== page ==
Friday, December 12, 2014

Discipleship by J. Heinrich Arnold - REVIEWED

About the Book:
Sometimes sensitive, sometimes provocative, but always encouraging, Arnold guides readers toward leading Christlike lives amid the stress and strain of modern life. Perhaps the hardest thing about following Christ is translating our good intentions into deeds. Christ calls us, and we yearn to answer him, but time and again we lose resolve. Is discipleship really possible today? Many of the selections in this book offer answers to specific needs or problems. Others grapple with broader themes such as world suffering, salvation, and the coming of the kingdom of God. All of them pulsate with conviction and compassion, giving fresh hope to those who and themselves lonely or disheartened in the daily search to follow Christ.

My Thoughts:
The only way to become free from darkness is to turn to the light, confess our sin, and come to the cross.” (p. 203)

Discipleship is like a concentrated taste of common sense, drenched in the Holy Spirit.  Arnold’s thoughts, from letters, journals, sermons – a variety of sources – are recorded by topic.  The broader topics, The Disciple, The Church, and The Kingdom of God are divided into very specific topics ranging from repentance and purity to forgiveness and baptism.  There are never any overly long passages to consider.  Sometimes it is just a sentence or two, or maybe a paragraph or two, but each word is laden with purpose and meaning!  I may not have agreed to be a part of the movement he led during his lifetime, but this was a man dedicated to bringing others to the Saving knowledge of Christ!! He knew where life began! 

God blessed this man with clear thinking, common sense and a boldness we are sorely lacking in the 21st Century.  I am happy to recommend this to everyone!  Read the Scripture passages.  Meditate on his thoughts. You will be both challenged and encouraged!

About the Author:
Johann Heinrich Arnold (also known as Heini and Heinrich) is best known for his books, which have helped thousands to follow Christ in their daily lives, and for his pastoral care as elder of the Bruderhof community movement.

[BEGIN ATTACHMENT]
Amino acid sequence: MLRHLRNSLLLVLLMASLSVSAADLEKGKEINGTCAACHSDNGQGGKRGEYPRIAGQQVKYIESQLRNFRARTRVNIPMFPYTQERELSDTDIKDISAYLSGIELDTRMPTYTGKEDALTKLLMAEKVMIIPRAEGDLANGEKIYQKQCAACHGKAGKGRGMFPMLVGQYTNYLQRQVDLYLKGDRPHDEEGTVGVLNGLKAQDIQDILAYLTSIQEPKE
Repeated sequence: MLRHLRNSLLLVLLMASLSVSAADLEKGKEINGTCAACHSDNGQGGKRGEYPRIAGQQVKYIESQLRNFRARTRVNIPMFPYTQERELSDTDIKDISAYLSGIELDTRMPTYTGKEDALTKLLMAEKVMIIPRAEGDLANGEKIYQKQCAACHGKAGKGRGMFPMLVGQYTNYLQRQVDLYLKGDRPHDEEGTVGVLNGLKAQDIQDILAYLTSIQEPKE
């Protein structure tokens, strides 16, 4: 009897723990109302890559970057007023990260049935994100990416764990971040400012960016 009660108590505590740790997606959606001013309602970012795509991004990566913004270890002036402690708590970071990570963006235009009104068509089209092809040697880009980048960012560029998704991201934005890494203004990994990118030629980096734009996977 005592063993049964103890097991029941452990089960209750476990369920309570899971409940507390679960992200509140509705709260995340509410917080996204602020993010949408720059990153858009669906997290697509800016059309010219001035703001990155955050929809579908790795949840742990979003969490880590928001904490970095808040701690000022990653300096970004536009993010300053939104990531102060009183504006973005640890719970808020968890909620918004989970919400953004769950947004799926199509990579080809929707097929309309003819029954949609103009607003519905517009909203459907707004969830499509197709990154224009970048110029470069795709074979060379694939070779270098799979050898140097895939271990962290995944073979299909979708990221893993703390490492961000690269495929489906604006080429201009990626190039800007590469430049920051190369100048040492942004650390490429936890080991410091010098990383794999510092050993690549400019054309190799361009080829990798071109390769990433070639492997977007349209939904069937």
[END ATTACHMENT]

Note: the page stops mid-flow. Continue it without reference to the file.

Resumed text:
When Heinrich Arnold was seven, his parents Eberhard and Emmy Arnold and their five children left a bourgeois life in Berlin for a dilapidated villa in the German village of Sannerz, where they founded the Bruderhof, a Christian community based on Jesus’ teachings in the Sermon on the Mount.
As a young man, Heinrich Arnold refused to serve in Hitler's armed forces and was forced to flee Germany. He studied agriculture in Zurich, Switzerland, and in 1936 married Annemarie Waechter, a kindergarten teacher and fellow Bruderhof member.
In 1938 Heinrich and Annemarie Arnold moved to England, where Heinrich managed the Bruderhof community’s farm, which by then had been expelled from Nazi Germany. In 1941 the Bruderhof community was forced to emigrate to South America. In 1954, however, Heinrich Arnold and his family moved to the fledgling Woodcrest Bruderhof in Rifton, New York, the first of many Bruderhof communities in North America. From 1962 until his death, Heinrich Arnold served as elder and pastor of the growing Bruderhof movement, guiding its communities through times of turmoil and crisis, and pointing again and again to Jesus Christ.
But those who knew best him remember Heinrich Arnold as a down-to-earth man who loved life and would warmly welcome any troubled person in for a cup of coffee and a chat.

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